The responsibility is to present the case fairly – not necessarily to convict. This is a fundamental precept of criminal law, even if it is not a particularly well-understood concept among the general public. One of the Attorney General’s responsibilities in fostering public respect for the rule of law, is to assist the public in understanding the nature and limits of the prosecutorial function.
      Ultimately the Attorney General is accountable to the people of the province, through the Legislature, for decisions relating to criminal prosecutions. Such accountability can only occur, of course, once the prosecution is completed or when a final decision has been made not to prosecute. The sub judicae rule bars any comment on a matter before the courts that is likely to influence the matter. The sub judicae rule strictly prohibits the Attorney General from commenting on prosecutions that are before the courts. Given the stature of the Attorney General’s position, any public comment coming from the office would be seen as an attempt to influence the case.
      Although the Attorney general can become involved in decision-making in relation to individual criminal cases, such a practice would leave the Minister vulnerable to accusations of political interference. Accordingly, it is traditional to leave the day-to-day decision-making in the hands of the Attorney General’s agents, the Crown Attorneys, except in cases of exceptional importance where the public would expect the Attorney General to be briefed.”

    • Christine says:

      I am wondering that too Barry… there must be something. The Ombudsman has been suggested…

      I just wrote to Dalton McGuinty, kind of begging for this sort of information. Maybe it was a waste of time, but he doesn’t seem to be a fan of Bryant’s so who knows?

      I was thinking, there have been some lawyers that made negative comments in the media about this case. Maybe we could get some free advice from them?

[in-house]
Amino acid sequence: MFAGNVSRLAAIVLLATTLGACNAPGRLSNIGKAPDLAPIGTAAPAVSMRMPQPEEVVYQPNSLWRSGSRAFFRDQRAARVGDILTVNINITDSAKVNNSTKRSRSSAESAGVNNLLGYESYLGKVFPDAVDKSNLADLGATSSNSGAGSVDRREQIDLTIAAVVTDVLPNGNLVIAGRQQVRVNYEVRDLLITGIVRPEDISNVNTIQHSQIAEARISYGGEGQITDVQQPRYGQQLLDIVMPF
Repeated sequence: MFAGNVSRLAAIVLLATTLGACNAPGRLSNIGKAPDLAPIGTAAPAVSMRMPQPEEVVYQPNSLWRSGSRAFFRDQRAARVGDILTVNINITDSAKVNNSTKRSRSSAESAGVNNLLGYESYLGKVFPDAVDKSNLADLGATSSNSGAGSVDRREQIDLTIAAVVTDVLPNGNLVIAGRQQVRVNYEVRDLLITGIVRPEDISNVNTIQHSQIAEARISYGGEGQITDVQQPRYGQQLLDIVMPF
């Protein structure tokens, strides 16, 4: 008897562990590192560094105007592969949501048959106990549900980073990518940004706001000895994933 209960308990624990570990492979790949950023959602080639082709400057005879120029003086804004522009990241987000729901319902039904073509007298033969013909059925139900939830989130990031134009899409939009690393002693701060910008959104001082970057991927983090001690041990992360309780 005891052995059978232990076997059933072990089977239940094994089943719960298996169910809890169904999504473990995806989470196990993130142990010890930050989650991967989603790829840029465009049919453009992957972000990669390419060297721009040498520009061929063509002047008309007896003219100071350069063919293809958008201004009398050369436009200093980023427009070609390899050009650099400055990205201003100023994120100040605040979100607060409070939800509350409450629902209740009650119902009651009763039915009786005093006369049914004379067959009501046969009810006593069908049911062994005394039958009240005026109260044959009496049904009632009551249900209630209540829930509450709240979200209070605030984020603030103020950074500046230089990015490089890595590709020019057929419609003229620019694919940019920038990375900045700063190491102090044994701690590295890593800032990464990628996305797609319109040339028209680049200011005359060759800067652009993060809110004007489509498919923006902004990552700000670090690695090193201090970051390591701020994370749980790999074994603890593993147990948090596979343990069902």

“Anyone else would have been taken to bail court and forced to stand in the box, unshaven and dishevelled,” said veteran defence lawyer Edward Sapiano.

      And Bob Mionske, who wrote the ‘This is Justice?’ article. I’m sure there are others.

      • Angela says:

        Bob Mionske is from the US, great article, and I asked as well what Joe Public can do about this. I would venture a guess that it will be different in the States than here.

      • Christine says:

        I think Sapiano is our man:

        Headline: ‘Tireless advocate for the underdog, (Toronto) defence lawyer Edward Sapiano insists on doing ‘the right thing,’ despite the enemies he’s gained’

      • Christine says:

        I have composed a letter to Sapiano and will likely send it tomorrow. Will let you know if he responds.

  41. Barry says:

    There’s one thing that isn’t clear from any of this: Why was Bryant driving so close to the curb? As far as I can tell, he did NOT knock down any traffic cones that were on the right passenger side of his car. His car had a full lane to drive in, and yet he chose to drive close enough to the curb to knock Darcy Sheppard off against a stationary object.
    What was the rationale for Bryant driving so close to the curb, at least according to his defense?

    • nobody says:

      It was speculated Darcy had his hand on the steering wheel but common sense tells us if that was the case Darcy’s body weight would of turned the car right into the sidwalk and possibly into a store front. All that and not even a fishtail occured? – its obvious Bryant had control over the car… finger prints on the steering wheel either.

      • Barry says:

        There’s no way Bryant would have been able to control the car if Darcy’s full weight was on the steering wheel. I agree, it would have veered into a storefront, but then again, Bryant did have control of the gas and brakes, so he would have hit the brakes if he didn’t feel he could control the vehicle.
        I doubt the defense team could come up with a good reason why Bryant was driving so close to the curb if he was so interested in the well-being of the dragged person.

      • Christine says:

        Detective Const. Lester Lalla stated: “We have witnesses saying we have a male attached to a door. And we have a vehicle with a male hanging on to the driver’s side… Eyewitnesses report he was driving along the curb. The car doesn’t appear to be out of control.”

  42. Christine says:

    Someone from the ‘Justice for Darcy Sheppard’ Facebook group will be collecting signatures for a petition today:

    Saturday, June 5, 2010 4:00pm – 5:30pm
    Meet at Bloor-Young station, just outside the main entrance – (the entrance leading to the Hudson Bay center).

    Link to info:!/event.php?eid=132629780084051&ref=mf

  43. Christine says:

    The Justice for Darcy Sheppard Facebook group has links to a petition (it must be printed out, not sure where to mail it, I will ask).

    at and

    They also have posters in the photos section that can be printed out. I plan to post some in downtown Brampton. I also used one for my FB profile pic.